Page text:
Huges and Bess offer examples of self-surgery by individuals with specialized and non-specialized training. There are several well-known cases of self-surgery by medical professionals, such as the U.S. surgeon Evan O’Neill Kane, who removed his own appendix in 1921 (at the age of 60), only to operate his own inguinal hernia a decade later.58 Two other physicians, Leonid Rogozov from the former Soviet Union and Jerri Nielsen from the United States, also performed surgical procedures on themselves. In each case, both were the sole doctor on staff at their respective research stations in Antarctica: Rogozov removed his appendix in 1961,59 and Nielsen took a biopsy on her breast to screen for cancer in 1998.60 Yet perhaps the most striking case of self-surgery comes from Ines Ramírez Pérez, a woman from a rural village in Oaxaca, Mexico, who, with no medical background and completely unattended, successfully accomplished a cesarean section on her abdomen in 2000 that allowed both her child and herself to survive.61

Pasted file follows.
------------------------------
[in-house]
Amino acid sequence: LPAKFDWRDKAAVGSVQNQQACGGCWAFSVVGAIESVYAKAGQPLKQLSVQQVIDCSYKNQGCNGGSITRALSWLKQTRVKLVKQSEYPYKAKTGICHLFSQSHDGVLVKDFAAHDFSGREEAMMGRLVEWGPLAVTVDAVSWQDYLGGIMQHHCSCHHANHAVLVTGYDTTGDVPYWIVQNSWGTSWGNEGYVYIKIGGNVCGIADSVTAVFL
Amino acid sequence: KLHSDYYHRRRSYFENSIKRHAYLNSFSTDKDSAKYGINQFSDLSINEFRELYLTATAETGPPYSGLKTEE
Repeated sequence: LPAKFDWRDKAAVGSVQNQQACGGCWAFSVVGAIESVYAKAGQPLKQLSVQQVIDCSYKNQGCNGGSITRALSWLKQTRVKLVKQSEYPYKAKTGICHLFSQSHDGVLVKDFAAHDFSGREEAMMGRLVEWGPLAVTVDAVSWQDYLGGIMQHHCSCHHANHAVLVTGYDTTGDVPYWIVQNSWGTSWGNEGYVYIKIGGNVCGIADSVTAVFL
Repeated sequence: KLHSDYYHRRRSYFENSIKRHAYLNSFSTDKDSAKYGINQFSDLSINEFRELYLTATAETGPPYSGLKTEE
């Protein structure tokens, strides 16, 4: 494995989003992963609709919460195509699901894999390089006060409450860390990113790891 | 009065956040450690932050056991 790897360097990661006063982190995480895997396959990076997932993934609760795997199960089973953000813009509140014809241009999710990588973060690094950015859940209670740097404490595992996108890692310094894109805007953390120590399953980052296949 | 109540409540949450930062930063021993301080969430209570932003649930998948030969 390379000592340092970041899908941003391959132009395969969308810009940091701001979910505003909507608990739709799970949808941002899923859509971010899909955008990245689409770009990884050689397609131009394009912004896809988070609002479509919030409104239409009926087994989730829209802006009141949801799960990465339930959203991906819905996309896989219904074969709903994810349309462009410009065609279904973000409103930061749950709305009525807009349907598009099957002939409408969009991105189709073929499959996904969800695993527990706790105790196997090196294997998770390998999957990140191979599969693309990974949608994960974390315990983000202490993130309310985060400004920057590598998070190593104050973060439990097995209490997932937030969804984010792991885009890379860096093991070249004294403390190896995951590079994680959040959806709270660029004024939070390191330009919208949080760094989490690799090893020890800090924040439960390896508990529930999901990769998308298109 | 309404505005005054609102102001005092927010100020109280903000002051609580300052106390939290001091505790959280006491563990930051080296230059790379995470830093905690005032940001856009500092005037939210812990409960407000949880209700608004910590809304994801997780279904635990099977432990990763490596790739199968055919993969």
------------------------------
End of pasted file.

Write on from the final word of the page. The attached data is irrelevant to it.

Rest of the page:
The voluntary self-surgeries of Huges and Bess are far from these life-or-death cases. Even so, the surgical intervention on their own bodies is the materialization of a specific ideal or hypothesis—a motivation shared by other artists and scientists who have pursued surgery for non-vital purposes, some entailing procedures too complex to carry out alone. British artist Genesis Breyer P-orridge and French artist ORLAN have both extensively explored body modification, using transplants and plastic surgery to alter their physical appearance: the former to gain the likeness of their life partner (Pandrogeny Project, 1993–2009),62 and the latter to approximate art historical representations of the female body or to implant bulbous facial “mutations” (such as in the Reincarnation of Saint ORLAN, 1990–1993).63 The Cypriot-Australian artist Stelarc inserted a cell-cultivated ear into his arm (Ear on Arm, 2007–2015), a project in line with his previous self-experiments, such as attaching an artificial hand capable of independent motion (Third Hand, 1976–1981), and placing his body into full-scale mechatronic machines (Exoskeleton, 1999, and Muscle Machine, 2003).64 At the beginning of the twenty-first century, scientists have also started partaking in authorized and non-regulated surgery to advance medical innovation. In 1998 and 2002, British engineer Kevin Warwick introduced a silicone chip and subsequently an 100-electrode array that connected to the nerve fibres of his arm and transmitted signals to a computer.65 Likewise, Phillip R. Kennedy, an Irish neurologist based in the United States, implanted a neurotrophic electrode into his brain through a self-designed surgery in 2014 in order to develop a speech prosthesis for paraplegic or paralyzed patients.66